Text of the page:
China’s offshore yuan slides to new lows amid capital exodus
Dollar retreats after soft business surveys, antipodeans struggle
Stock markets run into resistance ahead of big tech earnings
Investor concerns around China’s economic trajectory reached a crescendo this week, hammering the offshore yuan down to new record lows as capital outflows escalated. With President Xi Jinping tightening his grip on power, the fear is that economic growth will become a second-tier priority, and policies such as draconian covid lockdowns will persist.
At the core of China’s problems lies a property sector bubble that has burst. Insufficient stimulus to counteract the fallout and the economy-suffocating lockdowns allowed this crisis to snowball, raising the risk it infects the nation’s leveraged banking system that is highly exposed to property loans, with rising interest rates globally amplifying the funding stress.
Without any signs the landscape is improving, it is no surprise that Chinese equity markets are under heavy pressure and the offshore yuan is brushing record lows. The twist is that unlike Japan and Europe, a weaker currency is beneficial for China since the nation still enjoys a massive trade surplus and muted price pressures, allowing FX depreciation to boost growth and inflation.
All told, China is perhaps the greatest risk for the global economy. While the United States and to a lesser extent Europe are likely to face ‘vanilla’ recessions caused by surging interest rates and energy shortages, China might encounter something much worse as the property meltdown can ignite systemic risks.
Antipodeans struggle, dollar cools off
Currencies of economies that depend on Chinese demand to absorb their commodity exports struggled yesterday, with the prime examples being the Australian and New Zealand dollars. In the UK, Sunak won the race to become prime minister, yet the pound could not sustain its gains, as market pricing around Bank of England rate hikes was unwound amid hopes of fiscal restraint.
In the US, a batch of soft PMIs dealt a minor blow to the dollar. The surveys didn’t mince words, warning the economic downturn “gathered significant momentum” as the rising cost of living and tighter financial conditions crushed demand. With the Fed hellbent on rolling out more rate hikes while business surveys are already at contractionary levels and sinking, there’s a growing sense the speed of this tightening cycle will be a terrible policy error in hindsight.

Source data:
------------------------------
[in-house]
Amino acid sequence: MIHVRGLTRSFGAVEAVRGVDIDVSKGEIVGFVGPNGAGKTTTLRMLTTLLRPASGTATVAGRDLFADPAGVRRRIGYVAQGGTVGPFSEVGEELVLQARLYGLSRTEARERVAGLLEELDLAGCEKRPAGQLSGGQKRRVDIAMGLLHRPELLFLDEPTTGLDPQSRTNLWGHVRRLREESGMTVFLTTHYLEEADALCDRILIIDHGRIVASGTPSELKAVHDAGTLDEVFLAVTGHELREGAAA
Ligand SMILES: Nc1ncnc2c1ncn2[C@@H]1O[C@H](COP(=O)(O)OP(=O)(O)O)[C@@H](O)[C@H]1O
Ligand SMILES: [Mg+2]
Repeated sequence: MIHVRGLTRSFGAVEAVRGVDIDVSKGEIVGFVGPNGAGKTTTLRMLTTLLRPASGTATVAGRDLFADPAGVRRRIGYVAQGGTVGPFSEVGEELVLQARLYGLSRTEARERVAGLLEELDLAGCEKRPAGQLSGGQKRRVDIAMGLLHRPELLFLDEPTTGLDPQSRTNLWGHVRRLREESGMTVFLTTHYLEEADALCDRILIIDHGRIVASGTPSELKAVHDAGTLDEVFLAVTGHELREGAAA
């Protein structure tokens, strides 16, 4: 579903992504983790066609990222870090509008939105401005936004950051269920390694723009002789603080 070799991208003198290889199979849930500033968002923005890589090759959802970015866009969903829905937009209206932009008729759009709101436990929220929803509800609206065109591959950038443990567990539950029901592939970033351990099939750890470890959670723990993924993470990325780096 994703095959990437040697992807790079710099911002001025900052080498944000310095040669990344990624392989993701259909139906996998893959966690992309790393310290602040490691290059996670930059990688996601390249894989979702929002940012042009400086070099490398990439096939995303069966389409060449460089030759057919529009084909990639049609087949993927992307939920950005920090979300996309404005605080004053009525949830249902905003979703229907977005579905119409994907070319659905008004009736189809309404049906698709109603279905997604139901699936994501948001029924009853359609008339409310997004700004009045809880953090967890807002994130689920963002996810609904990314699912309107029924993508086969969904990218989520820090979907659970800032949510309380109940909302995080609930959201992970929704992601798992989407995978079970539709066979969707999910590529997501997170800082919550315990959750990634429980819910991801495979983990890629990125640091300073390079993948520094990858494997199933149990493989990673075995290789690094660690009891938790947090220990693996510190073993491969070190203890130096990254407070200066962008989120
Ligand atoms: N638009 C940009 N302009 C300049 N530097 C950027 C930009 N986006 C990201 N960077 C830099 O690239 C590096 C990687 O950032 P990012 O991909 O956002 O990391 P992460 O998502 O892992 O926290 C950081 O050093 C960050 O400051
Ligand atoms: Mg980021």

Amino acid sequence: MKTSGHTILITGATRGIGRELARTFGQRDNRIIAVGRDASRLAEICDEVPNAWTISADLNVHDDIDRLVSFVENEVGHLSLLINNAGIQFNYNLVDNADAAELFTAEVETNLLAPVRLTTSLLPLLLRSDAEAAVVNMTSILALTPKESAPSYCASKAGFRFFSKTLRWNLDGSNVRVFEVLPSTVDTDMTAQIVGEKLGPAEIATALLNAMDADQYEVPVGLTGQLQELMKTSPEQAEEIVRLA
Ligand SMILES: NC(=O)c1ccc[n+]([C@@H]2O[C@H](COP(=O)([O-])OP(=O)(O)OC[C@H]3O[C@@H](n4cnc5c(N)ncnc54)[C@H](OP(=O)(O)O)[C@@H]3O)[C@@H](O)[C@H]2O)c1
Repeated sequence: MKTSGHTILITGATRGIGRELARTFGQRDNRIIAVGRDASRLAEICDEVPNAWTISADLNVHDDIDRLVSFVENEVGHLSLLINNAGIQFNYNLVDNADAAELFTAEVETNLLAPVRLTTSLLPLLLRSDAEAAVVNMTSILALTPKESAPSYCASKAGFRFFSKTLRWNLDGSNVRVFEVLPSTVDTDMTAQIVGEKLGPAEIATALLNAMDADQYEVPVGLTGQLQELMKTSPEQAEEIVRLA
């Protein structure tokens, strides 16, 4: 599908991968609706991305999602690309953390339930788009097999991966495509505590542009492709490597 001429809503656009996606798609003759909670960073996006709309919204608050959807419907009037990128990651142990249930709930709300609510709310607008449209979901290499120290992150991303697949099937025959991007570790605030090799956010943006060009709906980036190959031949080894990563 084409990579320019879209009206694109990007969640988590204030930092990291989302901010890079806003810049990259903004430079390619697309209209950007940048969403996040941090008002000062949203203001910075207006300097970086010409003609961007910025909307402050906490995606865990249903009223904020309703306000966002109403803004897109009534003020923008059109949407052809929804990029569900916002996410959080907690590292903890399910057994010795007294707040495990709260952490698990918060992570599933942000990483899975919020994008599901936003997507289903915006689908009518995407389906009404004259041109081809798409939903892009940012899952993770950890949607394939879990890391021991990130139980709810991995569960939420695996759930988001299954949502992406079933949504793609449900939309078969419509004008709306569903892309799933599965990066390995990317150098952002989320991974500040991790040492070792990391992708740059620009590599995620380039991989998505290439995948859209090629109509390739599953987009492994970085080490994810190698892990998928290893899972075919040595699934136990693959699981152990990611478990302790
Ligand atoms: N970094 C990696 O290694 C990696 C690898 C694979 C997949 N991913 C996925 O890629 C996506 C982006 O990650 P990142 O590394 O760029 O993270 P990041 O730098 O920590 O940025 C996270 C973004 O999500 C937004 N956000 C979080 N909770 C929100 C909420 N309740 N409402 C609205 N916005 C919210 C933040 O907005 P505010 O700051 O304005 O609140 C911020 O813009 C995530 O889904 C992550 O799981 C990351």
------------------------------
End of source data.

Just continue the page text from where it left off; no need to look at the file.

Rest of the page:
As for the dollar, while the picture remains positive, we might be entering the ‘final act’ of this ferocious rally. The Fed has opened the door for a slowdown in December, the market is flush with long-dollar bets, and the outlook for the euro has turned incrementally brighter after the massive decline in energy prices. Hence, the fundamentals still favor a stronger dollar, but the runway for further gains seems narrow.
Earning season fires up
Bad news for the US economy was once again beneficial for Wall Street, with the S&P 500 rising more than 1% to encounter resistance near 3,800 after the disappointing batch of business surveys fueled hopes of a more cautious Fed. The earnings season will kick into top gear today with heavyweights such Microsoft, Google, Visa, and Coca Cola releasing their quarterly results.
The problem with this reporting season is that no matter how good of a quarter a company had, it cannot say confidently it will sustain that performance given the shifting macroeconomic outlook. Hence, any earnings-driven rallies are unlikely to be sustained for long.
Earnings estimates for next year have not kept pace with the weakening economic data pulse and are still far too rosy. Coupled with soaring bond yields that exert a gravitational force on equity markets by deflating valuation multiples, it’s still too early to be optimistic.